The Tomatometer rating – based on the published opinions of hundreds of film and television critics – is a trusted measurement of movie and TV programming quality for millions of moviegoers. It represents the percentage of professional critic reviews that are positive for a given film or television show.
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The Tomatometer is 60% or higher.
The Tomatometer is 59% or lower.
Movies and TV shows are Certified Fresh with a steady Tomatometer of 75% or higher after a set amount of reviews (80 for wide-release movies, 40 for limited-release movies, 20 for TV shows), including 5 reviews from Top Critics.
Percentage of users who rate a movie or TV show positively.
Mostly, A Serious Man succeeds because it engages questions worth asking. What is integrity? Does our atavistic need for stories illuminate the meaning of life or further obfuscate it? What does it mean to be good and how are we to achieve it?
While there are plenty of oddball touches, some mystifying (like the Yiddish-language prologue, set in a Polish shtetl and seeming to have little to do with what follows it; and the abrupt ending) -- we see in it some genuine fondness for the characters.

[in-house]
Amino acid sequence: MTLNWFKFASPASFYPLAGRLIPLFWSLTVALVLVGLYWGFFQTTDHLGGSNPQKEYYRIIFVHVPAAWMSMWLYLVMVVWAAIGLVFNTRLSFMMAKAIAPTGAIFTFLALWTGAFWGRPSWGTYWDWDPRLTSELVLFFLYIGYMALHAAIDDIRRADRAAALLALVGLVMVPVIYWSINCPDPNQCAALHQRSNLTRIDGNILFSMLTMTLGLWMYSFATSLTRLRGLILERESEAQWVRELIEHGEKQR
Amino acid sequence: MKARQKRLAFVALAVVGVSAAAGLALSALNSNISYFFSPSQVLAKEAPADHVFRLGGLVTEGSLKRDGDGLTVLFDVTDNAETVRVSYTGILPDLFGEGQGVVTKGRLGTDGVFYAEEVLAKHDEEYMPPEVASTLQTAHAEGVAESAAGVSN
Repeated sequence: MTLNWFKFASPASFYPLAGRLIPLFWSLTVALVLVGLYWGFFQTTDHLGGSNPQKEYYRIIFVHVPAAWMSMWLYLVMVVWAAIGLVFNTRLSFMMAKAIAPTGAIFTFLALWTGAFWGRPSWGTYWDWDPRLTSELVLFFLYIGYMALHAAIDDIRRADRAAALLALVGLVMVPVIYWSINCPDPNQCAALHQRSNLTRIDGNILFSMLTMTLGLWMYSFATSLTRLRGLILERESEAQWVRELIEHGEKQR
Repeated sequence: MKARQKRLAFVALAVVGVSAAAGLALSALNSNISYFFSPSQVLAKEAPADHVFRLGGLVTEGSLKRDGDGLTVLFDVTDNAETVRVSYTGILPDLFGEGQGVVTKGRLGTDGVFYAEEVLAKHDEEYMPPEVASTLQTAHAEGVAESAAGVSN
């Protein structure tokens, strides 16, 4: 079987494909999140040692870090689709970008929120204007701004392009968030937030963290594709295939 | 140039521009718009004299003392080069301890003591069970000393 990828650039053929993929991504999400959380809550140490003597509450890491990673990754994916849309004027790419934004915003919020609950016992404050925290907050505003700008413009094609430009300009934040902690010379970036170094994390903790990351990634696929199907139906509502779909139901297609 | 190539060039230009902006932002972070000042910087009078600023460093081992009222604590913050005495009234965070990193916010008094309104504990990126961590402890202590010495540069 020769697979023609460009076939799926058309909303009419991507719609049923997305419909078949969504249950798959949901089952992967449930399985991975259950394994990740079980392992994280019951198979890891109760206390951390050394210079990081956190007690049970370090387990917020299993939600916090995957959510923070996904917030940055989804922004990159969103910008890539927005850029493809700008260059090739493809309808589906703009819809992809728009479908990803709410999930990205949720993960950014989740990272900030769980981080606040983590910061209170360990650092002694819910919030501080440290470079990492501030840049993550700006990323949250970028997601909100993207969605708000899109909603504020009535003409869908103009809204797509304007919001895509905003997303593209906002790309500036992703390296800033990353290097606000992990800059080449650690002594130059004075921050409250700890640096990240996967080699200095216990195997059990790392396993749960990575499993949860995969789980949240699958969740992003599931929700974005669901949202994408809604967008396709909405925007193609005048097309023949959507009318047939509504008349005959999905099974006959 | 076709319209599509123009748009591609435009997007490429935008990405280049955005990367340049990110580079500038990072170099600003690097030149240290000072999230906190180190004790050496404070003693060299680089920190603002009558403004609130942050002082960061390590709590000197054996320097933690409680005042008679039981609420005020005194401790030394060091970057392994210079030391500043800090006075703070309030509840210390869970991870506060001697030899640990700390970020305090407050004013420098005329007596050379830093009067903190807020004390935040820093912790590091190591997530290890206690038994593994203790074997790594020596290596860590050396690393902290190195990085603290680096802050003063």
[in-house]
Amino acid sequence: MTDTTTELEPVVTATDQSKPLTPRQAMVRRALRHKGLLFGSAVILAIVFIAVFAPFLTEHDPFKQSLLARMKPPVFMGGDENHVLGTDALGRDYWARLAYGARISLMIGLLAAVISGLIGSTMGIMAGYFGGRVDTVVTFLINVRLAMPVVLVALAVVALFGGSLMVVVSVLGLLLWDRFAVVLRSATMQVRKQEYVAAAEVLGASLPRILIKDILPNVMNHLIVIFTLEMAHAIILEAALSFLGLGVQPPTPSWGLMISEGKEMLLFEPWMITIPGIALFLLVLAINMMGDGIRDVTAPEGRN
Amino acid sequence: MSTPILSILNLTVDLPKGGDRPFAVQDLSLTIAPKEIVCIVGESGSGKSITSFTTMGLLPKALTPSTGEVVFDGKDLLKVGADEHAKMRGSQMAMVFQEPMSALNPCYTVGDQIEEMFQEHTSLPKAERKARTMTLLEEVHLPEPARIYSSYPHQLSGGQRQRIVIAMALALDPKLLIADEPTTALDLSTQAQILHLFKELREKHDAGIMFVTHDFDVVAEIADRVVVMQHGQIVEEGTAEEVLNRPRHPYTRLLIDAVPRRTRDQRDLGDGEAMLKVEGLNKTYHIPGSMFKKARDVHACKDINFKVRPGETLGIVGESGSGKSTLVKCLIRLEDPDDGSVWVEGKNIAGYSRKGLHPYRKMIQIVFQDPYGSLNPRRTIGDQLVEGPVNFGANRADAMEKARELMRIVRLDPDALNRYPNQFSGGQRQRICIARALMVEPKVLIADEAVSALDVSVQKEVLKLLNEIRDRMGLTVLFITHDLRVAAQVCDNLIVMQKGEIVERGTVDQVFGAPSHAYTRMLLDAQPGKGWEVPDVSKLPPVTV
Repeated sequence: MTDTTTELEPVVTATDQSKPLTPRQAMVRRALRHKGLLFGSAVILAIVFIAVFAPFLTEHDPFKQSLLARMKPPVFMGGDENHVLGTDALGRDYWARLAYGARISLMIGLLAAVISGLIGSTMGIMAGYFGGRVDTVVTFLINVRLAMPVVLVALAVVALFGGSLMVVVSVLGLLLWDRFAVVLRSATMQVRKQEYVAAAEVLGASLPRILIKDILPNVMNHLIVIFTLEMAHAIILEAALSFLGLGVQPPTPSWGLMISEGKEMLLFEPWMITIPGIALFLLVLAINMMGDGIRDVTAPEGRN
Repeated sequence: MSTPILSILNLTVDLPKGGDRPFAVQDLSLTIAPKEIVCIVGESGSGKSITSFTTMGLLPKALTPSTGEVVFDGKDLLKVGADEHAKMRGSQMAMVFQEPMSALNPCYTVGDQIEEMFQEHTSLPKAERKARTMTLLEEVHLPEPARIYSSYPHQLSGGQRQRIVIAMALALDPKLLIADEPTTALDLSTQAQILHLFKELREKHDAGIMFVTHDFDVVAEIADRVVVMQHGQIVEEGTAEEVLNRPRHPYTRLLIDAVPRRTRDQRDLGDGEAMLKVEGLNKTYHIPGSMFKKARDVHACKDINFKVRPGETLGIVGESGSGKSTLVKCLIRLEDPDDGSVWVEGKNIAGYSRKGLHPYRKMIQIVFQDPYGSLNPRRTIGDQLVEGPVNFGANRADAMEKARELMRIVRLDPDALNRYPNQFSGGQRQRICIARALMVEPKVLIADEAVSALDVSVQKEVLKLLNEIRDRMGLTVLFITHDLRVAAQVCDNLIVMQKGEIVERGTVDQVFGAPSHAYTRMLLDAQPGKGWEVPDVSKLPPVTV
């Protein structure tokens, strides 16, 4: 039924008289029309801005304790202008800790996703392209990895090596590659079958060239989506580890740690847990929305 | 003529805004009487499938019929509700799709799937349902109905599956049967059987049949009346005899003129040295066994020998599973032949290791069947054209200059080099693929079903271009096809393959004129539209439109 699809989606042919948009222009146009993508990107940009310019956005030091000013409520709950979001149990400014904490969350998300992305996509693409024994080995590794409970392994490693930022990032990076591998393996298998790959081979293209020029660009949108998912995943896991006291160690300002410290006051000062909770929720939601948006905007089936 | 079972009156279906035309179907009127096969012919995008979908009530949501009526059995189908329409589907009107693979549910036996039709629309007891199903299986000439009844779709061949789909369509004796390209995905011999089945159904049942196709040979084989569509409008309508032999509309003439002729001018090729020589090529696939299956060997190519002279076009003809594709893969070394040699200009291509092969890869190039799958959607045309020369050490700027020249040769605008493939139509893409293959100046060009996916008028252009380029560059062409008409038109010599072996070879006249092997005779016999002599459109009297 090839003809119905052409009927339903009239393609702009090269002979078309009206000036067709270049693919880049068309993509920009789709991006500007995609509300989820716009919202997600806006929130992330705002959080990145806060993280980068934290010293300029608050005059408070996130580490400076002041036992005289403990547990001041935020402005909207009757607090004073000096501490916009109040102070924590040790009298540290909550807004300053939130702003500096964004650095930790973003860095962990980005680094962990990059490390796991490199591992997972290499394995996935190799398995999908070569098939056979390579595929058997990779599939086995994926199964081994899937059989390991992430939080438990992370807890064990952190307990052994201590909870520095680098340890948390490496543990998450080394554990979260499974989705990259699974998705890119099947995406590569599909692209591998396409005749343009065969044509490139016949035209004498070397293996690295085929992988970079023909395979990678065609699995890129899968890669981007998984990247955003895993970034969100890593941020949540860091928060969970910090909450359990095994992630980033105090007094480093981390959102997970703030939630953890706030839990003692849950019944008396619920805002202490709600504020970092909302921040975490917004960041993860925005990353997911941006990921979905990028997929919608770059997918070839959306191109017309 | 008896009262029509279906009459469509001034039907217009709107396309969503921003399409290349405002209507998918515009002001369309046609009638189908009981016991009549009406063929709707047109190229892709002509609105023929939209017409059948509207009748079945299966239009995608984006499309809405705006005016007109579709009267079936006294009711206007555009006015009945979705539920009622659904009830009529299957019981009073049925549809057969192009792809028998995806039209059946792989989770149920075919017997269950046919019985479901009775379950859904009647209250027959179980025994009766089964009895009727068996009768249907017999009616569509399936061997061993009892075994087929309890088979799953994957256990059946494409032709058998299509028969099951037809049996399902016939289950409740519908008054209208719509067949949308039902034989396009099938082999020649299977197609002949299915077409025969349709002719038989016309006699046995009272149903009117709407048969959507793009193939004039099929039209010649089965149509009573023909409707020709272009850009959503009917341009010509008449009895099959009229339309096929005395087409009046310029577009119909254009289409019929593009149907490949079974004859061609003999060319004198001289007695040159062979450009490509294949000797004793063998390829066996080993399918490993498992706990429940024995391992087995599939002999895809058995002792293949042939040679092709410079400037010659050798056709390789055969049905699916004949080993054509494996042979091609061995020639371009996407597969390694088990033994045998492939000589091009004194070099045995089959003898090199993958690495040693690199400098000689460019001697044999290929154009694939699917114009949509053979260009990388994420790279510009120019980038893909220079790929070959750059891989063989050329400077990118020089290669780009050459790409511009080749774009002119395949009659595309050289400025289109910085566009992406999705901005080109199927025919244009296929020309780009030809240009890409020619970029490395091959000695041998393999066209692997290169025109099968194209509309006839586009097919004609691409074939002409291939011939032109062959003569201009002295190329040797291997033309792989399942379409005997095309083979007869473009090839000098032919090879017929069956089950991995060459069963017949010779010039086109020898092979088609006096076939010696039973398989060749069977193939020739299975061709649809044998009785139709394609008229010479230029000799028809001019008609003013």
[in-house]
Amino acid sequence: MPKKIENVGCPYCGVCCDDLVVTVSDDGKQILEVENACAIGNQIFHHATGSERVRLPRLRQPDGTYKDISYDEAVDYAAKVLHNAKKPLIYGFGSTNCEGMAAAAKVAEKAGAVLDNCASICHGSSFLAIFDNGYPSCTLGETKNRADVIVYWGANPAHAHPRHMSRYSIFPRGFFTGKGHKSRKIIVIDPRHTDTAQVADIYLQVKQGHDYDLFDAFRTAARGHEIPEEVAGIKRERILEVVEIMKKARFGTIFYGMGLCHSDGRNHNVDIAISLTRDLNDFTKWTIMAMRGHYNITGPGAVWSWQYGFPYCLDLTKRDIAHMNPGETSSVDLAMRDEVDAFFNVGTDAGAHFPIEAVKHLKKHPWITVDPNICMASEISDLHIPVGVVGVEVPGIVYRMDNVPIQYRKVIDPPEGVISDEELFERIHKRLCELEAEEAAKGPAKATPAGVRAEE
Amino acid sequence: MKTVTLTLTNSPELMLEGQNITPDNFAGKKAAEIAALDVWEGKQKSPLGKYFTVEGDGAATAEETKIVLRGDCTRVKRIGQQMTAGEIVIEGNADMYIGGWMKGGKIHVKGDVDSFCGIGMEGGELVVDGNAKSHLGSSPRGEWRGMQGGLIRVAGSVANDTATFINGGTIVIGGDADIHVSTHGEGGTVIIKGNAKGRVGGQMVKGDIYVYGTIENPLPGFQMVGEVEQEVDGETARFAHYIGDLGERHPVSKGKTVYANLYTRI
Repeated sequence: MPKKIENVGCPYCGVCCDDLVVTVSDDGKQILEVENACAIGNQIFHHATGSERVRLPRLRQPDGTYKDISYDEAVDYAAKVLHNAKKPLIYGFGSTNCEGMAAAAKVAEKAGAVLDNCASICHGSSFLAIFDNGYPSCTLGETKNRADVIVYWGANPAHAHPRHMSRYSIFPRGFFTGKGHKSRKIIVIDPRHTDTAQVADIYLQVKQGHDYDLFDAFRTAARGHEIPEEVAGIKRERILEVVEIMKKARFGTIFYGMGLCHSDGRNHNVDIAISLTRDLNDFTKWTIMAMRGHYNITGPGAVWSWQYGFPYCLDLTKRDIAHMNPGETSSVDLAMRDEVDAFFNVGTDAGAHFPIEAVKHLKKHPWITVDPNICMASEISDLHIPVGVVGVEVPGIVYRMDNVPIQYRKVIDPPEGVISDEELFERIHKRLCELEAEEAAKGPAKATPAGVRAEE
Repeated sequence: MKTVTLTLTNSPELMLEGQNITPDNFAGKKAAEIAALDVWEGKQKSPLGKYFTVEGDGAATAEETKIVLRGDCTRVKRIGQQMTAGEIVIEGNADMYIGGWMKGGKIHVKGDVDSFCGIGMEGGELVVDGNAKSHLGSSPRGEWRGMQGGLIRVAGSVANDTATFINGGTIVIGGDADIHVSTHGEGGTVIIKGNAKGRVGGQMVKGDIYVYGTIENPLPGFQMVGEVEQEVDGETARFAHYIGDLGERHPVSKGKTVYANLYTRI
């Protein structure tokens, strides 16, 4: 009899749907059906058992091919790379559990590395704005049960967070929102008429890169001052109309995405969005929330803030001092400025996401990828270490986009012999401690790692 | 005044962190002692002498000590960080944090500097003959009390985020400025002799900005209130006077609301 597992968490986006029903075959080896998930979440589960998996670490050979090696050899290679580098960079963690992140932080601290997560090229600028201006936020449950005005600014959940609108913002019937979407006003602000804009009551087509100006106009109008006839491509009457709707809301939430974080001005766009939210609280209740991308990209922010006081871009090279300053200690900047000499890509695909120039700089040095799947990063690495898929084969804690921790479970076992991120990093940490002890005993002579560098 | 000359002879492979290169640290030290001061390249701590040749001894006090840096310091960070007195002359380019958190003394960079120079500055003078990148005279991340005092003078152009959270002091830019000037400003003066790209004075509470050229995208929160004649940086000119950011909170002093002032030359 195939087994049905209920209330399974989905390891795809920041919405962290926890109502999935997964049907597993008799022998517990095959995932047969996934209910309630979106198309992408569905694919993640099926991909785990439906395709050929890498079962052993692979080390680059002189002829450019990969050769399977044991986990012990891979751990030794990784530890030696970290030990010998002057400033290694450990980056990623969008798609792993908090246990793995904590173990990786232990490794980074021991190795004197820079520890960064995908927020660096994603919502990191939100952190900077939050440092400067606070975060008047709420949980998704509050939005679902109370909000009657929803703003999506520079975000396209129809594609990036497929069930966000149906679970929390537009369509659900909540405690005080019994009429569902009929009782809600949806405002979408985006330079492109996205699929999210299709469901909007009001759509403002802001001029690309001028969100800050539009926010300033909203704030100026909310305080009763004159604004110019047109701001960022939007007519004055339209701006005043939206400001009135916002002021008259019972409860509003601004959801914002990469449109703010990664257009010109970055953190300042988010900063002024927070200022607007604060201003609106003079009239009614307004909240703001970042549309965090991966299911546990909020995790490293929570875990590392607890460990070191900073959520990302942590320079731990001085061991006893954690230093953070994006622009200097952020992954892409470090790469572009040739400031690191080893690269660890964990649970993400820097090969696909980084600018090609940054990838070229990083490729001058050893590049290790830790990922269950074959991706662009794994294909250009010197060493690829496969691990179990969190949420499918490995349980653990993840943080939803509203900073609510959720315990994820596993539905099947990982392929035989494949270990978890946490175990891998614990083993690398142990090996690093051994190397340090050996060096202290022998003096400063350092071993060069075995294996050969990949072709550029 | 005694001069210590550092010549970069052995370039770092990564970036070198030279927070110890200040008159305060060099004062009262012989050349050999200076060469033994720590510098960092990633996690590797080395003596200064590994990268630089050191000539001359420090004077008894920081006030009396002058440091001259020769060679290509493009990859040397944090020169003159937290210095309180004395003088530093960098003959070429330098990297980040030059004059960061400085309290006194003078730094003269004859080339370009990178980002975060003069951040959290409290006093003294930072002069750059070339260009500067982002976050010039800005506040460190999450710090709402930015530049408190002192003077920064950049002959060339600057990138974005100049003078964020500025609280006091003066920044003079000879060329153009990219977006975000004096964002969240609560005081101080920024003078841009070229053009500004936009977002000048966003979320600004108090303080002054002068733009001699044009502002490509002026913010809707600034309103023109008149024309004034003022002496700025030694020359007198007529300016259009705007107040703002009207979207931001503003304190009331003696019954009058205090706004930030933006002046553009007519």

Since everyone is turned into such a caricature, the answers feel optional. It's hard to forget that Larry's fate is being controlled not by God or luck or even his own worst instincts, but by the Coens.
This is the world the Coens delve into with each and every film, and yes, it's a total nightmare. They may do it with style and a smirk, but we should always consider the larger questions they're asking.
That song (Jefferson Airplane's Somebody to Love), which becomes a sort of mantra to the movie, is the key to understanding what the Coens are after: When the truth is found to be lies, and all the joy within you dies, you better find somebody to love.
So which is it: a simply pointless existence? Or a world so complicated, we can't grasp the point? If you think the Coens are going to try and answer that question, you haven't seen many of their movies.
A Serious Man is wholly a Coen brothers movie, in that it's full of exaggerated characters and comic cruelty, anchored to a way of looking at the world that seems to posit a fundamental absence of meaning.
Watching and wondering how and when he'll snap provides dark humor, yes -- we're glad we're not this poor guy -- but also a mounting sense of unease, and it should provoke lengthy and serious debate about the nature of faith.